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I'm looking to find a root $(x_1,\dots,x_n)$ of a polynomial $p \in {\mathbb R}[x_1,\dots,x_n]$ such that $0 \leq x_i < 1$ for all $i$. Further, I know in advance that setting $x_1 = \cdots = x_n$ is a root of $p$, but wish to avoid this root. How can I find at least one of these roots, preferably using a computer?

In more detail, $p$ is formed by taking two homogeneous polynomials $q_1, q_2$ (of degrees $d_1$ and $d_2$) where every coefficient is either zero or one, letting $D$ be the least common multiple of $d_1$ and $d_2$, and setting $p = q_1^{D/d_1} - q_2^{D/d_2}$. This is encoding the simultaneous solution to the equations $$q_1(x) = y^{d_1}, \quad q_2(x) = y^{d_2}$$ over $(x_1,\dots,x_n, y) \in [0,1)^{n+1}$.

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2 Answers 2

up vote 2 down vote accepted

If you can find points $u, v \in [0,1]^n$ where $p(u) < 0$ and $p(v) > 0$, there will be a solution of the form $tu + (1-t) v$ for some $t \in [0,1]$, and that can be found by solving a polynomial in one variable. If $n > 2$, generically the line $tu+(1-t)v$ will not intersect the diagonal. With a bit of luck, you might find $u$ and $v$ by random search and/or local optimization. Of course, this won't work if $p$ is always $\ge 0$ or always $\le 0$.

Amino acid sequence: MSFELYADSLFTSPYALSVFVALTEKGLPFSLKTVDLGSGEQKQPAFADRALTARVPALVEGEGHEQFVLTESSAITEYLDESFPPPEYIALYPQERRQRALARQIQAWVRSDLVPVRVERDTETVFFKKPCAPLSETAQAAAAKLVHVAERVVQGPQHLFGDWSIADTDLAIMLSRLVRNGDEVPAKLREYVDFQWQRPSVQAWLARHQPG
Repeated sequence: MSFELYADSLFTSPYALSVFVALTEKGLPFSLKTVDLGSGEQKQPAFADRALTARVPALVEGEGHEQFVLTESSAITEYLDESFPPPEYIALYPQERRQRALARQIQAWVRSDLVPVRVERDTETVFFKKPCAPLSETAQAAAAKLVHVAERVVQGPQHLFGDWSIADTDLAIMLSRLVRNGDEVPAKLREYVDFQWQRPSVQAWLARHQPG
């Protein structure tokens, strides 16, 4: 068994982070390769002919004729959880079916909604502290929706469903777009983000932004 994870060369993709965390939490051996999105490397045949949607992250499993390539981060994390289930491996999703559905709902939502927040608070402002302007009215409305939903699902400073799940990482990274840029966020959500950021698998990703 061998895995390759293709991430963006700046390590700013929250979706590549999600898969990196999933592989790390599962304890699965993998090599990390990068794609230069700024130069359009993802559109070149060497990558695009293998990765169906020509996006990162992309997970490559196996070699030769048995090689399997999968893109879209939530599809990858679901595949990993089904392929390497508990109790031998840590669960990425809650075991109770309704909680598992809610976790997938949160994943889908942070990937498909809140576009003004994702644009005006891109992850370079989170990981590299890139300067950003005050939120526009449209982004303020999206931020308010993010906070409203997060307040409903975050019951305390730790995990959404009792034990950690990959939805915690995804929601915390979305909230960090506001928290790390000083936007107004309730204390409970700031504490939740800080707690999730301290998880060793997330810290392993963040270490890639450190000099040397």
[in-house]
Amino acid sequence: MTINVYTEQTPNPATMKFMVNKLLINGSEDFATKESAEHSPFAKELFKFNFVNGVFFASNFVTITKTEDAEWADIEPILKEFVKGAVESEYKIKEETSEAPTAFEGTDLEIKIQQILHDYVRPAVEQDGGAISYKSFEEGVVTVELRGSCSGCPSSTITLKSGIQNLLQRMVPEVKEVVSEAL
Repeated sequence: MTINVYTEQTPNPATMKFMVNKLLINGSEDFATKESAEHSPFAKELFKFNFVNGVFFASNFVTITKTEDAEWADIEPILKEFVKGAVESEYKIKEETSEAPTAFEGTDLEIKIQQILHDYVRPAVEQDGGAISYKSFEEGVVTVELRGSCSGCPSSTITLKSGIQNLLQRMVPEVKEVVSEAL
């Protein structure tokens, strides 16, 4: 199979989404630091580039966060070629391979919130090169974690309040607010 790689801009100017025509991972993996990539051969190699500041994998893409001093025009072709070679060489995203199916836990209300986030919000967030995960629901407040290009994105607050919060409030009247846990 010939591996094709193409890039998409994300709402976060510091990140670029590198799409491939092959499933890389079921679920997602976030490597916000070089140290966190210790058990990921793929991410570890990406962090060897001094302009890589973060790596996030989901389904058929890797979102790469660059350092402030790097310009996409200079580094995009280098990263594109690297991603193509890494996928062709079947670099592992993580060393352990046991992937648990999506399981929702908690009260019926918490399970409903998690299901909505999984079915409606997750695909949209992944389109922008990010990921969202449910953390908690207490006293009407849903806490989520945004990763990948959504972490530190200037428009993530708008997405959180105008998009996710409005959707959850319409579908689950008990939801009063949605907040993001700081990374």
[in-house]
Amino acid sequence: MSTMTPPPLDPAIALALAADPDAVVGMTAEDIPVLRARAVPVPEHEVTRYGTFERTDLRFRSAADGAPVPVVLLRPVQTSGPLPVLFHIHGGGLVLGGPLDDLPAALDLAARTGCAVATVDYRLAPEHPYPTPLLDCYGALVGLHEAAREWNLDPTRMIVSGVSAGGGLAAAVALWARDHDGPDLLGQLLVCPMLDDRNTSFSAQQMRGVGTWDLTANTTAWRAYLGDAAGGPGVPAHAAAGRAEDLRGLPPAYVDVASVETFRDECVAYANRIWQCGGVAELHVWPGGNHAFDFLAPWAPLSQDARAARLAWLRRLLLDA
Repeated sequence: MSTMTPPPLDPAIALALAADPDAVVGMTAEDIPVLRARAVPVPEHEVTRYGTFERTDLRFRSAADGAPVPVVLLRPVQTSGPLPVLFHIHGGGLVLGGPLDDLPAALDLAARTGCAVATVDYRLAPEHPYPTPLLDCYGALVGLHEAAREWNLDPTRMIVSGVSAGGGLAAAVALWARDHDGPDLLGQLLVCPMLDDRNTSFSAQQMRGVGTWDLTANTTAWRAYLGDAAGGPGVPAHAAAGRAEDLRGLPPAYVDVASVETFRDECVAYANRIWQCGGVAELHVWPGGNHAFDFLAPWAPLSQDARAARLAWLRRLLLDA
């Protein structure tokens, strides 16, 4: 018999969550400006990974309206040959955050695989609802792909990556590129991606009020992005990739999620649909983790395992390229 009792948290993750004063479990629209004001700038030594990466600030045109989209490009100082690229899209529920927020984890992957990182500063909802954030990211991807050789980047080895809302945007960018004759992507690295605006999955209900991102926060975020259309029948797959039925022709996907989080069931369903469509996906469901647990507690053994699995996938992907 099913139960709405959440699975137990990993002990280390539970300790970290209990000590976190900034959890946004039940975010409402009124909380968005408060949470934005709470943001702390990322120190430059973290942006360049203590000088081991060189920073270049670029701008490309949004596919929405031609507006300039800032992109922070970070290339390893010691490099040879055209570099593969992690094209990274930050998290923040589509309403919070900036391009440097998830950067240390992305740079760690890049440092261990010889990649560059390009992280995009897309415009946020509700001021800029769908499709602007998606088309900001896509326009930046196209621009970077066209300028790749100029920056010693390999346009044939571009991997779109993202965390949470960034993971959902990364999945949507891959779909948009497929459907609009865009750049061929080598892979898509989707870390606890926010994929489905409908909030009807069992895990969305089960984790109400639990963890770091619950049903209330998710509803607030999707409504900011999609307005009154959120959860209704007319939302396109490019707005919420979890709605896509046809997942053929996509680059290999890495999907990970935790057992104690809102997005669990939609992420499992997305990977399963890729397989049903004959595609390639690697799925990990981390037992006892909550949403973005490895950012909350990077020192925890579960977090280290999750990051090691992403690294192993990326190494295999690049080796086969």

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Thanks! This solution was easy to implement and worked for my project. –  Derrick Stolee Jul 18 '12 at 20:40

You want to look at the derivative of the polynomial at the root you know. If this is nonzero in one coordinate, say $x_1$, then locally the polynomial forms a surface. If the original root is $(x,...,x)$ then the equation $p(x_1,...,x_n)=0$, $x_2=x+\epsilon$, $x_3=x$, $x_4=x$, ... $x_n=x$ will have a root for sufficiently small $\epsilon$. So take a small $\epsilon$ and look for a root of that.

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True, though there are natural examples where none of the partial derivatives vanish, such as $n=3$ and $p(x) = x_1^2+x_2^2+x_3^2 - (x_2 x_3 + x_3 x_1 + x_1 x_2)$, or more generally $\sum_{1\leq i < j \leq n} (x_i-x_j)^2$. –  Noam D. Elkies Jul 18 '12 at 15:47

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